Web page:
Our first quarter Wilmington oil differentials from NYMEX prices were $8 per barrel. Also during the first quarter, we had a realized gain from hedging activities of $800,000 and an unrealized non-cash gain from future hedges of $1.1 million. Our average realized gas price for the first quarter was $5.50 per Mcf compared to $2.89 per Mcf in the first quarter of 2009.
As a result of improved commodity prices, oil and gas revenues for the first quarter increased 87% to $21.6 million compared to 2009. Total operating expenses decreased 11% to $15.5 million during the first quarter of 2010 compared to 2009. Lease operating expense decreased 18% to $7.2 million, due to more focused operations and lower property taxes in California.
DD&A for the first quarter decreased 10% to $4.8 million compared to the first quarter of 2009. DD&A was $1.99 per Mcfe during the first quarter of 2010 compared to $2 and 18 cents per Mcfe during the first quarter of 2009. This decrease in DD&A on a per Mcfe basis resulted from lower escalated future development costs as of March 31, 2010 compared to 2009.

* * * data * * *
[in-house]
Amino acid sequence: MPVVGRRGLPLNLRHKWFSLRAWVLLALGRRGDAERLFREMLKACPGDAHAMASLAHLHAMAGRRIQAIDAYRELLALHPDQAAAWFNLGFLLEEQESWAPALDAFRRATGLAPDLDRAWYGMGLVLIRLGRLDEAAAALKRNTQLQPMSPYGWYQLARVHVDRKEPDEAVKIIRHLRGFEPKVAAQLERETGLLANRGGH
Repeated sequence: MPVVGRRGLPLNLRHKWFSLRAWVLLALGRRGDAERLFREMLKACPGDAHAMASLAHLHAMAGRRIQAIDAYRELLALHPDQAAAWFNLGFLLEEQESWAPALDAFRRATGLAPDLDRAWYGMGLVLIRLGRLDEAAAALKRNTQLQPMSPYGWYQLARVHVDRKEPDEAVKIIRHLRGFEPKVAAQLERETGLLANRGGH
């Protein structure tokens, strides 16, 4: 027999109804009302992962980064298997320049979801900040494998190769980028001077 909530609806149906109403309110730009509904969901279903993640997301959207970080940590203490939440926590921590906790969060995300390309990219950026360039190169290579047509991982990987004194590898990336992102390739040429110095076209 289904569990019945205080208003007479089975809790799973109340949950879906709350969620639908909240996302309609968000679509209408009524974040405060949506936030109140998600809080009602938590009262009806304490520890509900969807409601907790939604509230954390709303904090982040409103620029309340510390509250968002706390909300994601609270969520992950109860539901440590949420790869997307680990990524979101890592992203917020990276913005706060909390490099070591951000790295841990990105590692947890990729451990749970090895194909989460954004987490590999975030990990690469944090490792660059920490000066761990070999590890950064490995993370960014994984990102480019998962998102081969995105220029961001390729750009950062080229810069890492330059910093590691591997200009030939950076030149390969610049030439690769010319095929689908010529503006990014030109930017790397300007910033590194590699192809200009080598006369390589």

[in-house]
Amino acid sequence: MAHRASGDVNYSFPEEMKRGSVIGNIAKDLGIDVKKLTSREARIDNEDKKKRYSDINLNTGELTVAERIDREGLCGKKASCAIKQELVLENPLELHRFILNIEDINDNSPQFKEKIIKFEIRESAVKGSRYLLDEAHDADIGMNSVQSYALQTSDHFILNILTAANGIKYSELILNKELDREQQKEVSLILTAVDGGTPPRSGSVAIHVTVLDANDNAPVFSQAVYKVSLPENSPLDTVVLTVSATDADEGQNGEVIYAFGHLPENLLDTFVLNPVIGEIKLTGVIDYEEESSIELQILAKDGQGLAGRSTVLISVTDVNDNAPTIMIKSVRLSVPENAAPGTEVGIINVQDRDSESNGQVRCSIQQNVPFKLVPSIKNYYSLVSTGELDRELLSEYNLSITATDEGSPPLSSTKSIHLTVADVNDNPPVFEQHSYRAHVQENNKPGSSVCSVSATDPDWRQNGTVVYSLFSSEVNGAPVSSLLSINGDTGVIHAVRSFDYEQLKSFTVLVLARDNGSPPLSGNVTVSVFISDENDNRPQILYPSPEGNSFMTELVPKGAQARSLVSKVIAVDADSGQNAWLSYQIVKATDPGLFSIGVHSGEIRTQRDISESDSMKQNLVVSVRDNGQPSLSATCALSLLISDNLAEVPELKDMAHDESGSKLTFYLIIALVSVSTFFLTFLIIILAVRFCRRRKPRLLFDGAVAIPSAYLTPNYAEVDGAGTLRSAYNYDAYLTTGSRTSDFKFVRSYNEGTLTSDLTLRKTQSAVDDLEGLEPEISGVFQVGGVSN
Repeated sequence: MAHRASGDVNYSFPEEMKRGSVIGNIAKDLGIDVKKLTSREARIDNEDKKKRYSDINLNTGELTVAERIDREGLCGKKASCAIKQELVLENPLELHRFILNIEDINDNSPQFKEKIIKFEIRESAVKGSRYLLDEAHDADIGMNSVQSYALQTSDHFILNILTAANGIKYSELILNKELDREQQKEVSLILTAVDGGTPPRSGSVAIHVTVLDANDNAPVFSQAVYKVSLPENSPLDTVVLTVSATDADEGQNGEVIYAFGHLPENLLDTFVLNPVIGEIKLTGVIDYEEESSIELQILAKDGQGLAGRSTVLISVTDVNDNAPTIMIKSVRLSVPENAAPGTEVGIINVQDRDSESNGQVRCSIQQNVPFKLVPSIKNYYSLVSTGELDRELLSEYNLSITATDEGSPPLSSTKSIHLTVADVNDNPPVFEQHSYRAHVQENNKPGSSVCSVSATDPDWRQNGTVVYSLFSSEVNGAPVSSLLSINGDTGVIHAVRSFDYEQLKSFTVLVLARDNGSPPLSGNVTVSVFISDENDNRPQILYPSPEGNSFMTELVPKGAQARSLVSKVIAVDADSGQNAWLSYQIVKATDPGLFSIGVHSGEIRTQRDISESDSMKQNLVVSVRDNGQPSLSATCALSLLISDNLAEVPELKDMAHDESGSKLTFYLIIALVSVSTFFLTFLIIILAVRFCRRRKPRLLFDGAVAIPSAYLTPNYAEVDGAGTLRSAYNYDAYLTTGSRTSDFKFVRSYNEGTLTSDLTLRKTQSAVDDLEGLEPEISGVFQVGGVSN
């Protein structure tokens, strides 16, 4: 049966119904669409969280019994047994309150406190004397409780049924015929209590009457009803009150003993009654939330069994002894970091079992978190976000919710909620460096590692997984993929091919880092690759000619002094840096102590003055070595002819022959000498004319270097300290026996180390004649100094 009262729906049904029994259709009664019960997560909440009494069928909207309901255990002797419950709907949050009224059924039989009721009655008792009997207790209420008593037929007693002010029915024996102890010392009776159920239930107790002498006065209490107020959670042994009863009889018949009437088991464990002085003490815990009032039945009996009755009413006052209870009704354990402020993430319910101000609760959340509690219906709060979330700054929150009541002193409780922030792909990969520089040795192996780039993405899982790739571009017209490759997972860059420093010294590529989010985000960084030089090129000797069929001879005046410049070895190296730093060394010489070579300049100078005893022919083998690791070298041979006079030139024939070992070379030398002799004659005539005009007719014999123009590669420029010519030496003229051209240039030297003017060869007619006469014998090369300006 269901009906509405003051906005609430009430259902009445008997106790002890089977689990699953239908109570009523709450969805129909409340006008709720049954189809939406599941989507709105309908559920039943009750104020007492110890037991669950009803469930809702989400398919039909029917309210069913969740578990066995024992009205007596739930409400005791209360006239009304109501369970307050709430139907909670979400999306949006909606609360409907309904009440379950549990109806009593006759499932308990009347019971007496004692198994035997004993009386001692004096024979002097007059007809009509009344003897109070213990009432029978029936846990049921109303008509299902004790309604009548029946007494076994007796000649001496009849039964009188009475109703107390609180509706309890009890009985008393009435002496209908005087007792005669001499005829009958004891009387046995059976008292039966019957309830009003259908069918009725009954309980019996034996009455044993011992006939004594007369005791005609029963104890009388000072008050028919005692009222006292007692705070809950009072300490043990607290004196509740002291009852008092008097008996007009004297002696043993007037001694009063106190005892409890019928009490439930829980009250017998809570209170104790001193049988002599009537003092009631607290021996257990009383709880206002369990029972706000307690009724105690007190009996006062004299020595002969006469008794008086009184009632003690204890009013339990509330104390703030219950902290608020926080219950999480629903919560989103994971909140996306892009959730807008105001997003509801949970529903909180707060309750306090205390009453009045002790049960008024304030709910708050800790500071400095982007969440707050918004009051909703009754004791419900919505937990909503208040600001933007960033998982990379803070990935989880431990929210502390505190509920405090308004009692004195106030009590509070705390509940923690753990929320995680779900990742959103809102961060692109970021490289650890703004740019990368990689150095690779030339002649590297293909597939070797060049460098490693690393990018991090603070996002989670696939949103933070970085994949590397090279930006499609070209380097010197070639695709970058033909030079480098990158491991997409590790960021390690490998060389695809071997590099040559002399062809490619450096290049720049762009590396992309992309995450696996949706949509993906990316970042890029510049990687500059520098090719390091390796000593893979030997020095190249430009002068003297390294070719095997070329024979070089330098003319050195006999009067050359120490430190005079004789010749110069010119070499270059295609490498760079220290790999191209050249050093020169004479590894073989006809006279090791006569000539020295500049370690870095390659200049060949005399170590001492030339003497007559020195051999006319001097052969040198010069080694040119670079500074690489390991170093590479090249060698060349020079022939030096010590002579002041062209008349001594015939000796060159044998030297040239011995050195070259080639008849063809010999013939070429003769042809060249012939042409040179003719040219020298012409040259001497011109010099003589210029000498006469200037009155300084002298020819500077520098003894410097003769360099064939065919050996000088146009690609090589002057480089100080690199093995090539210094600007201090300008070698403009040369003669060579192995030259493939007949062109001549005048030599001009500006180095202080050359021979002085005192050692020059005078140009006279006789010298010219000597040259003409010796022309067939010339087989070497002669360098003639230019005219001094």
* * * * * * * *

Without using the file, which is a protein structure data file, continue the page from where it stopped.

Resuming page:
General and administrative expense increased 6% to $3.5 million during the first quarter of 2010. This increase resulted from additional stock option expense of $200,000 compared to 2009. In total we recorded non-cash stock option expense of $733,000 during the first quarter of 2010.
Interest expense decreased 44% to $872,000 as we paid down $4.9 million under our credit facility during the first quarter of 2010. Net cash flow provided by operating activities was $8 million during the first quarter of 2010 compared to $247,000 during the first quarter of 2009.